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Löw, Christian Frank (2014): Regulation of the cytosolic stress response: identification of positive and negative modulators by a Genome-Wide RNA interference screen. Dissertation, LMU München: Faculty of Chemistry and Pharmacy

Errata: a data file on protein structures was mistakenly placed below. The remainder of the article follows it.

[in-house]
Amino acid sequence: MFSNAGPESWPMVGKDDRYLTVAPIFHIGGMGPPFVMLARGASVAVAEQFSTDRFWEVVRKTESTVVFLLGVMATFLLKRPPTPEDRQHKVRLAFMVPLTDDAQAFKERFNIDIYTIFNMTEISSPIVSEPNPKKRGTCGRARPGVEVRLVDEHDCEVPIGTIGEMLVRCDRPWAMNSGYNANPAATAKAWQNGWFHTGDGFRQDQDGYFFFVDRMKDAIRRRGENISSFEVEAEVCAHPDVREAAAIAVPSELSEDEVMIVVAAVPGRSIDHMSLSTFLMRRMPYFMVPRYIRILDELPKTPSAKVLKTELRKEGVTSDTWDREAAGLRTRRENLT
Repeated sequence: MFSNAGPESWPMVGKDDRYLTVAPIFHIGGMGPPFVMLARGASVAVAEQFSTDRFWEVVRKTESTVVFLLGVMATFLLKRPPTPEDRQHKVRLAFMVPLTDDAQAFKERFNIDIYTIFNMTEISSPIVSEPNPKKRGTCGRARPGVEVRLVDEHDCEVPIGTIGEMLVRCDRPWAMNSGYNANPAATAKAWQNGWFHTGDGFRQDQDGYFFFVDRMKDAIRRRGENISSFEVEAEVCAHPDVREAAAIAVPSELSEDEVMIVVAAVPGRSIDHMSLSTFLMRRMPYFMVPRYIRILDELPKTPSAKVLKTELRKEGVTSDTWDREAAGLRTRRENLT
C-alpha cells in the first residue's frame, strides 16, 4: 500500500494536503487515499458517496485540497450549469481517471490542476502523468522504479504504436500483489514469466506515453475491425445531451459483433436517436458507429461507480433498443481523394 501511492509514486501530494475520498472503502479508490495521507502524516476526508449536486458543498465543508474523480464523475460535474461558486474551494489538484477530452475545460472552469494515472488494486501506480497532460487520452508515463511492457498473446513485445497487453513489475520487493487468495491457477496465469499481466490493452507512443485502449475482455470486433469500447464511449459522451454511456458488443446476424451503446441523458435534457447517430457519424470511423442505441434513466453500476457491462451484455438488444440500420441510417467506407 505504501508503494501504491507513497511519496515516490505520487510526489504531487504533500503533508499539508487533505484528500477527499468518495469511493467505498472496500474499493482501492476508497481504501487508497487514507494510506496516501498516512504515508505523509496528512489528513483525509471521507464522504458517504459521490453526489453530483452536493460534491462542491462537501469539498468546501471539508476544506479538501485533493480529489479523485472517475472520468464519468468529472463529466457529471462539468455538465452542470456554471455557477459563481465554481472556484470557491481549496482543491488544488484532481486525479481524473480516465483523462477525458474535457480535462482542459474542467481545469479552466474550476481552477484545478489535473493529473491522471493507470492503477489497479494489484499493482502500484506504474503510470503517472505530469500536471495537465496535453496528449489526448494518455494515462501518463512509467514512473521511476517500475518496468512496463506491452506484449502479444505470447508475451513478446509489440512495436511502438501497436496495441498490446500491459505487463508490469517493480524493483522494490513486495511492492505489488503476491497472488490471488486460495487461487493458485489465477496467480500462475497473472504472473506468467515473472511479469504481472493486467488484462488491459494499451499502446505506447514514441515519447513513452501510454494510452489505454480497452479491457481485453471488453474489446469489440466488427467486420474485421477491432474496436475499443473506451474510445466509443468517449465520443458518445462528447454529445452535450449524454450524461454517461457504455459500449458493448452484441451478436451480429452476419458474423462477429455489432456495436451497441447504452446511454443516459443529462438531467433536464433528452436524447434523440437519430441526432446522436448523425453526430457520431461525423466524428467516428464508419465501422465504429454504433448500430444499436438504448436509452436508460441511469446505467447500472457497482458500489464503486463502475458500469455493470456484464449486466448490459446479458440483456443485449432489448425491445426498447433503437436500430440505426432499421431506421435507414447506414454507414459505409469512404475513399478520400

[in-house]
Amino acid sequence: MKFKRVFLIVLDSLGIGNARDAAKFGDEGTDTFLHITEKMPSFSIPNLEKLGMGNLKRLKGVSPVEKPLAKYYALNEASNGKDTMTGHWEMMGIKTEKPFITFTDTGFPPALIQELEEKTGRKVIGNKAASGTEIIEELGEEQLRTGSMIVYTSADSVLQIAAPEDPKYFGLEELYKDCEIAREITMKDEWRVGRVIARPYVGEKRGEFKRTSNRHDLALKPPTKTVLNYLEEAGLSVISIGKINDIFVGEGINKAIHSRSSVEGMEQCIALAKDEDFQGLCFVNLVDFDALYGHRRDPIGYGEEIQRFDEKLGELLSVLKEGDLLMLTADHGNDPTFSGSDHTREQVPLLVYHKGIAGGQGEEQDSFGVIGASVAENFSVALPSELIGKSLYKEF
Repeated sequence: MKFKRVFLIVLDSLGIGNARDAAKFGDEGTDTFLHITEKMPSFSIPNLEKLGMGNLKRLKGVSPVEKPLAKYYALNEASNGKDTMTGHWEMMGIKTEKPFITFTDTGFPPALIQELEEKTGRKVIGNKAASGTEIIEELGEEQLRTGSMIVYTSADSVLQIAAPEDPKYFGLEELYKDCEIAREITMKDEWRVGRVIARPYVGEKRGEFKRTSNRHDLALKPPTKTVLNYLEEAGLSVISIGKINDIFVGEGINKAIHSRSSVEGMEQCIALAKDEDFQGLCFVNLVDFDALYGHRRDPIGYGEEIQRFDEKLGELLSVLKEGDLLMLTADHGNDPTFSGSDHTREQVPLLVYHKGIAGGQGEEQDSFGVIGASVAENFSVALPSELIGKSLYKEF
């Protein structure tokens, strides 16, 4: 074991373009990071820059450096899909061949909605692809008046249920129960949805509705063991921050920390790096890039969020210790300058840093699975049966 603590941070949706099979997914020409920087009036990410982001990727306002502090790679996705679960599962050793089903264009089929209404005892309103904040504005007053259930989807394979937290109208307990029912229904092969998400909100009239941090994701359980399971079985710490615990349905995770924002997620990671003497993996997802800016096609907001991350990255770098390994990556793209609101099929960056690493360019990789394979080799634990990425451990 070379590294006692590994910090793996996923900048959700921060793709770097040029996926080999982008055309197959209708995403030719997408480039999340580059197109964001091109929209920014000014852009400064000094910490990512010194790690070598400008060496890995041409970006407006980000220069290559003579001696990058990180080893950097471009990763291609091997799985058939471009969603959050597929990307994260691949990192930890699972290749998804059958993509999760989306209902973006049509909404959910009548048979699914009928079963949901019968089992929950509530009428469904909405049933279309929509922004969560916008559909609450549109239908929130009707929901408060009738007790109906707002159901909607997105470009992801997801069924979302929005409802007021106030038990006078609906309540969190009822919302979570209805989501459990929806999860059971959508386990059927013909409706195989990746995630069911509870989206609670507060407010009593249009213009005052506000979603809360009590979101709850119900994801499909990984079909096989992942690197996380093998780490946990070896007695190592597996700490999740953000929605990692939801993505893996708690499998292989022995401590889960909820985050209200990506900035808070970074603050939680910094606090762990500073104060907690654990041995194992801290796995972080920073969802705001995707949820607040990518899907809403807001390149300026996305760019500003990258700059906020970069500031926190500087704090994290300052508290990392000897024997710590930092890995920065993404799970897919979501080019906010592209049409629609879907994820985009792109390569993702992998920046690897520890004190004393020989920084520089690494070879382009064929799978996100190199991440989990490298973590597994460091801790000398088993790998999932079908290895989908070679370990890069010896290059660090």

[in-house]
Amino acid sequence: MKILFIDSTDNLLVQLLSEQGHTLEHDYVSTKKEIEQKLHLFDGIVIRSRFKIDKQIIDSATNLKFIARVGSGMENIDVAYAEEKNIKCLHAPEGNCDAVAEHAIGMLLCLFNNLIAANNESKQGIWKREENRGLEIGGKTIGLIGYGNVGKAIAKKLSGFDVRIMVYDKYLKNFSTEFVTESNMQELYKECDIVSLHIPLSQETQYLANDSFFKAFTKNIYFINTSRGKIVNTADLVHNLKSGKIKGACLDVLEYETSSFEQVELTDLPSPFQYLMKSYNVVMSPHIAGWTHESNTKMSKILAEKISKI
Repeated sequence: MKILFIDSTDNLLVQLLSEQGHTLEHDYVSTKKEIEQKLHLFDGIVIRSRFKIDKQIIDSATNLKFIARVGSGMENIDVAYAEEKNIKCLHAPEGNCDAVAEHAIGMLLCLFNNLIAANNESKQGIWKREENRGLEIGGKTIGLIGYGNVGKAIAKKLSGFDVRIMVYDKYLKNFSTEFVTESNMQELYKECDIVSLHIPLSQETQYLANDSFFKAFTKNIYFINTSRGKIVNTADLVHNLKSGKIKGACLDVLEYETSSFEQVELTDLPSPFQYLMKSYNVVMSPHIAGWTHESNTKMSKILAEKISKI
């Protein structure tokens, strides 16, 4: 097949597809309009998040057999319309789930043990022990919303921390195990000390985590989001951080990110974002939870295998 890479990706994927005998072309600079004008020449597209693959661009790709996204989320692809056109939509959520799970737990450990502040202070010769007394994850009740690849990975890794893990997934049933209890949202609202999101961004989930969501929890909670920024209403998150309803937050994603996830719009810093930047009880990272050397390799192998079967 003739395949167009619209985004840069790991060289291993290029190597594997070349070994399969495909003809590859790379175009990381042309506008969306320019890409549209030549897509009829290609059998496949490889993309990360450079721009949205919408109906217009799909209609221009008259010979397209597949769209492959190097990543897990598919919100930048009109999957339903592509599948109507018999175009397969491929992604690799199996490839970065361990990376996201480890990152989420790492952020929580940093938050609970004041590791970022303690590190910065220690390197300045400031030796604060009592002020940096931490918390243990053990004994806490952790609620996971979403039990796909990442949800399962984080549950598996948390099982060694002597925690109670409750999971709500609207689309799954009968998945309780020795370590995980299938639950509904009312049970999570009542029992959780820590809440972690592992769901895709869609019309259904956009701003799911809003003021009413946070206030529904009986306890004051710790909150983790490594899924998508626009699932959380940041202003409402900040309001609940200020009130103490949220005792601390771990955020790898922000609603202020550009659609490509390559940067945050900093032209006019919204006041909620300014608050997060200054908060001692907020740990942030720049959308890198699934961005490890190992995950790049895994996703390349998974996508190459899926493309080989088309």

The cytosolic stress response, also known as the heat-shock response (HSR), is one of the major defense mechanisms activated by cells to maintain the integrity of the cellular proteome under proteotoxic environmental conditions. It is characterized by the increased synthesis of heat-shock proteins (Hsps), mainly molecular chaperones and proteases which prevent the aggregation of misfolded proteins and mediate their refolding or degradation. It is generally accepted that the induction of the HSR is coordinated by the heat-shock transcription factor 1 (HSF1). However, many mechanistic aspects of the HSF1 regulation remain unclear. In the present study, a genome-wide RNA interference screen was combined with an extensive biochemical analysis and quantitative proteomics to better understand the regulation of the HSR upon thermal stress. In the screening experiments novel positive and negative modulators of the stress response were identified, including proteins involved in chromatin remodeling, transcription, mRNA splicing, DNA damage repair, and proteolytic degradation. The diversity of the identified regulators suggests that induction and attenuation of the HSR integrate signals from different cellular pathways and are rather multi-factorial processes than single gene/protein events. The modulator proteins are localized in multiple cellular compartments with the majority having their primary location in the nucleus. A protein-protein interaction analysis revealed a HSR regulatory network, with chromatin modifiers and nuclear protein quality control components occupying hub positions. These observations are supported by quantitative proteomics experiments, which showed specific stress-induced reorganizations of the nuclear proteome, including the transient accumulation of chaperones and proteasomal subunits. The histone acetyltransferase EP300 was shown to specifically control the cellular level of HSF1 by stabilizing it against proteasomal turnover under normal conditions. Moreover, the ubiquitin-proteasome system (UPS) was found to participate in the attenuation of the HSR by degrading stress-activated, hyperphosphorylated HSF1. Since HSF1 competes with stress-denatured proteins for access to the proteasome, the extent of cellular protein damage modulates the rate of HSR attenuation. In addition to thermal stress, various other proteotoxic stresses are known to induce the HSR such as the proteasome inhibitor MG132 and the triterpenoid celastrol, which activates HSF1 by an unknown mechanism. Therefore, the networks regulating HSF1 activation upon thermal stress, proteasome inhibition and celastrol treatment were compared in this study. Whereas there is a large overlap between the sets of regulatory factors activated after heat stress and proteasomal impairment, HSF1 activation after celastrol treatment seems to bypass the HSR regulatory network to a large extent. Nevertheless, comparison of the regulatory networks under different proteotoxic conditions revealed a set of HSR core components, including factors involved in chromatin remodeling, DNA damage repair, RNA transport, transcription, and ion transport. The various cellular functions and localizations of these core components reinforce the multifaceted nature of the HSR regulation. The results obtained in this study can help to identify potential targets for the pharmacologic manipulation of the HSR in the treatment of aggregate deposition diseases and cancer.